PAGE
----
In May last year, Theirworld's Global Youth Ambassadors were at the UN headquarters in New York to deliver messages from 1.5 million people who are backing IFFEd. They told UN Secretary-General António Guterres that action must be taken to launch it.
In September 2018, world leaders, the business community and international donors gave their backing to IFFEd at the UN General Assembly - and this was echoed by development banks, UN agencies and countries at the World Bank 2019 Spring Meetings.
The plan is for IFFEd to become operational early in 2020.
Education Cannot Wait - the big ask
ECW and its partners are calling on governments, private sector companies, philanthropic foundations and global leaders to rise and support its efforts to mobilise $1.8 billion and reach nine million children annually by 2021.
By then, ECW will be supporting multi-year resilience education programmes in at least 25 priority countries affected by protracted crises: Afghanistan, Bangladesh, Burundi, Cameroon, Central African Republic, Chad, DRC, Ethiopia, Haiti, Iraq, Kordan, Lebanon, Libya, Mali, Myanmar, Niger, Nigeria, Pakistan, Palestine, Somalia, South Sudan, Sudan, Syria, Uganda and Yemen.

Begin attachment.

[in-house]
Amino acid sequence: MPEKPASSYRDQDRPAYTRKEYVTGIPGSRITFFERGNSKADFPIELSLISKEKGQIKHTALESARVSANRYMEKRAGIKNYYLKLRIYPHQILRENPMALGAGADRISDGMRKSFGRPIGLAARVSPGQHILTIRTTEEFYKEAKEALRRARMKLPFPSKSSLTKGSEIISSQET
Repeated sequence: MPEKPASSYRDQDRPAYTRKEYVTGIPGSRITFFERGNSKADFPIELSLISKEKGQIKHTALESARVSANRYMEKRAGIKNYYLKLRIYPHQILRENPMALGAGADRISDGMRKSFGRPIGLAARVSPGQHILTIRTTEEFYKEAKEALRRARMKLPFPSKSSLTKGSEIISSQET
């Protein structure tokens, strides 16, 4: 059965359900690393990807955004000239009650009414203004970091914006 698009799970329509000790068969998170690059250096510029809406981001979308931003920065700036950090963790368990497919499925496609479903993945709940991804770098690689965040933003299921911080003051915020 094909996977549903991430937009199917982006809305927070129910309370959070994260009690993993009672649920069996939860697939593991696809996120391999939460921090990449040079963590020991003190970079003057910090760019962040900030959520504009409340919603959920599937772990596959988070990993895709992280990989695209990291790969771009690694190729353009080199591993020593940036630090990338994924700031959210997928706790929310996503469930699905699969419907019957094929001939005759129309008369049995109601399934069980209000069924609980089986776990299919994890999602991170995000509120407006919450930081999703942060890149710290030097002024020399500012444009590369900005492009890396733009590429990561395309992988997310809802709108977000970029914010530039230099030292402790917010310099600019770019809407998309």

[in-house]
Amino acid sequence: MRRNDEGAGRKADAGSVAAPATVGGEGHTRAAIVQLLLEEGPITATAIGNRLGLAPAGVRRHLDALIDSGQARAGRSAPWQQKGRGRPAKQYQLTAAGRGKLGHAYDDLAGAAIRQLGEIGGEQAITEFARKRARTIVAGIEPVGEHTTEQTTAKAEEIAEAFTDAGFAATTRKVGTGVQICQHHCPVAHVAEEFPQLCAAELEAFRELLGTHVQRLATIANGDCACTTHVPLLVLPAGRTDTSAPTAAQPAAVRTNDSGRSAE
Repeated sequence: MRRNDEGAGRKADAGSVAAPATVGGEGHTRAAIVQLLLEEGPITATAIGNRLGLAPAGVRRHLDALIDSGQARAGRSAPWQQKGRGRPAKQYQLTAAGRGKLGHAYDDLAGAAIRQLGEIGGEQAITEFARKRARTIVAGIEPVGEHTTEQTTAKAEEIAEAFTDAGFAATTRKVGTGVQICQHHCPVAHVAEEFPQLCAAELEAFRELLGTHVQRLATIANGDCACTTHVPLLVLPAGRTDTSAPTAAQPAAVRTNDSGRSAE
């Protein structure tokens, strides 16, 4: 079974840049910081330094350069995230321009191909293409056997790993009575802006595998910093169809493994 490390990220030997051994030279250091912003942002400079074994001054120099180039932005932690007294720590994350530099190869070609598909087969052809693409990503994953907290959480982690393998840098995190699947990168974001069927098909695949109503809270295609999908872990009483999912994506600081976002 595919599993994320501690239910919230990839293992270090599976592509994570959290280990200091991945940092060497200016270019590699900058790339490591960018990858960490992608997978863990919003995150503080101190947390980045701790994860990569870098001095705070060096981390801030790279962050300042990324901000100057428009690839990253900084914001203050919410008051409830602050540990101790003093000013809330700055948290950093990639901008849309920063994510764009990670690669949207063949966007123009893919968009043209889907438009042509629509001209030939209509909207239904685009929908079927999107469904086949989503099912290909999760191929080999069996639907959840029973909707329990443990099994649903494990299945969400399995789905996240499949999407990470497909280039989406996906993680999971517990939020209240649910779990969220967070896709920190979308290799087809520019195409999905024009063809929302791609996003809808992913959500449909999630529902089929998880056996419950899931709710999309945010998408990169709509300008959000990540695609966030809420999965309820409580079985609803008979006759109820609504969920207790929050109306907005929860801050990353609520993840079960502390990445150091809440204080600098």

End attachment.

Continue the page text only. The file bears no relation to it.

Support from civil society is crucial if ECW is to achieve its funding goal. Faqih said civil society organisations know that ECW will continue to hold itself accountable to people caught up in crises, will reach out to the most neglected and furthest left behind, and is willing to work closely with governments, CSOs and other education mechanisms including IFFEd.